The Paris Agreement is not a trade agreement. There is no trade-off between Detroit, Youngstown and Pittsburgh, on the one side, and Paris on the other. Tariffs and sanctions will not make this problem go away.
Instead, the Paris Agreement is more like a collective insurance policy, into which we all invest to protect our futures. And like most insurance policies, it makes sound business sense. The best investments we can make right now are those that will protect our food, water and energy sources, our transportation, homes and cities, and our businesses and finances from the worst impacts of climate change.
We must invest to adapt to higher temperatures, rising seas, fiercer storms, water scarcity, wildfires — conditions that are now inevitable. The Global Commission on Adaptation estimates that investing just $1.8 trillion to build climate resilience over the next decade would yield more than $7 trillion in net benefits. That is a great return on investment.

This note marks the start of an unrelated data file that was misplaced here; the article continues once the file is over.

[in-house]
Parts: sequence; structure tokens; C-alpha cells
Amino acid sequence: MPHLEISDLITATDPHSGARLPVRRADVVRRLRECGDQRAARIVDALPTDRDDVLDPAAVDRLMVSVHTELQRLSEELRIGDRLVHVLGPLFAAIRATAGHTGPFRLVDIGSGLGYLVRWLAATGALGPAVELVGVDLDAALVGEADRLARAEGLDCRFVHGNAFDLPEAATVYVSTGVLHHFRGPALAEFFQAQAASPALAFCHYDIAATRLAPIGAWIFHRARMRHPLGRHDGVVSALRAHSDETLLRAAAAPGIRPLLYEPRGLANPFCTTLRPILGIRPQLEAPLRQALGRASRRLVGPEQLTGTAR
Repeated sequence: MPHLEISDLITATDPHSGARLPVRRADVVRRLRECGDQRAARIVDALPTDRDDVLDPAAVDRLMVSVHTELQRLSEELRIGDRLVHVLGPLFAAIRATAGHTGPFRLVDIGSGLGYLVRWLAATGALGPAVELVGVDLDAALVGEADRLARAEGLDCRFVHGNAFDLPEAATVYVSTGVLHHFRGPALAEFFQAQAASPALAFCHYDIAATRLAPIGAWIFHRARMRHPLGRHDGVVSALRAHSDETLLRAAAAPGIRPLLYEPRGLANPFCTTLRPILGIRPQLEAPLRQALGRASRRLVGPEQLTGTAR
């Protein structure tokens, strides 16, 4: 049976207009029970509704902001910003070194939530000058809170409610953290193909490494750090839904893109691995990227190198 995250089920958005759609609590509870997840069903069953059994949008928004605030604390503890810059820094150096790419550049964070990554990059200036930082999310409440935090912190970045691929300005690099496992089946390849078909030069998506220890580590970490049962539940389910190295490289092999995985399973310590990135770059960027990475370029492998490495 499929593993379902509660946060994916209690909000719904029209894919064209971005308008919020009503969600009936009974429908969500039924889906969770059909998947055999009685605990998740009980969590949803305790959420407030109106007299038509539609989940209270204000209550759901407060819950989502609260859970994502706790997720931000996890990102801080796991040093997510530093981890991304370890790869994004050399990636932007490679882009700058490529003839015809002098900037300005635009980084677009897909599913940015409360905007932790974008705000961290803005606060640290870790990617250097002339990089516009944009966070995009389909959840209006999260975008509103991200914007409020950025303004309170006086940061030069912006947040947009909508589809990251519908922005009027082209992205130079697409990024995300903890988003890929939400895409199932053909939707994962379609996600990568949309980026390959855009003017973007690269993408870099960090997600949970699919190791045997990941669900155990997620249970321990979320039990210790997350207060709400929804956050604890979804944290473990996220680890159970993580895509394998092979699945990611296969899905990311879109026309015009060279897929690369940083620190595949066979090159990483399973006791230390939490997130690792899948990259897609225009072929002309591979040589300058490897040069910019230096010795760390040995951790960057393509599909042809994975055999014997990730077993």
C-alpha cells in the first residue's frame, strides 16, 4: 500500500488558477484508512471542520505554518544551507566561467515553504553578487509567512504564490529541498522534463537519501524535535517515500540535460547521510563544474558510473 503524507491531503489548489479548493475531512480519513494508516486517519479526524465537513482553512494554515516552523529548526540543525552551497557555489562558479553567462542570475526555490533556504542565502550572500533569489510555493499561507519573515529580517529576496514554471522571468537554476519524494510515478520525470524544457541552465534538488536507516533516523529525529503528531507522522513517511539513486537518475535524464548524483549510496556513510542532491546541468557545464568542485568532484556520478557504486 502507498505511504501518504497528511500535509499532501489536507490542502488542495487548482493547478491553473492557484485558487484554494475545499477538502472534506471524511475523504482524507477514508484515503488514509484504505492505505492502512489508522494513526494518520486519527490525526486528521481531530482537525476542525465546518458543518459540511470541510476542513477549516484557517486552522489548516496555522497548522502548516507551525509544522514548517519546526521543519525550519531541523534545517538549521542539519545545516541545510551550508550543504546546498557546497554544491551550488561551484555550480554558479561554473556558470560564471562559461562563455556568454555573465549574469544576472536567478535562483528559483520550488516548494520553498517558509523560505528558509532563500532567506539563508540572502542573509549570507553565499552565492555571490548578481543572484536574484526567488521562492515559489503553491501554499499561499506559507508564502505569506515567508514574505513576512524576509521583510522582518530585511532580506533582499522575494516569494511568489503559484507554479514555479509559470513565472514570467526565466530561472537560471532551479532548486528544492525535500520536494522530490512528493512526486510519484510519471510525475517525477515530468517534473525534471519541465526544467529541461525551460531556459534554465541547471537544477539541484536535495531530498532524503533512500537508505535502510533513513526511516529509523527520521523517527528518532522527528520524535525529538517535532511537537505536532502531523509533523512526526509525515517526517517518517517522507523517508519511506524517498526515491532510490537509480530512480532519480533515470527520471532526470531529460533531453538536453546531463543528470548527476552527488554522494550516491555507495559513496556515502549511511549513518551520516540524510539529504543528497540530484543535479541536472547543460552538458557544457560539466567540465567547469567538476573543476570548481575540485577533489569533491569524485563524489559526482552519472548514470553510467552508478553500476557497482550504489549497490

In other words, we can either plan now and prosper — or do nothing and pay for the consequences later. It seems to us that Mr. Trump is choosing to do nothing and let the country pay later. How is this smart?
Read More At The New York Times
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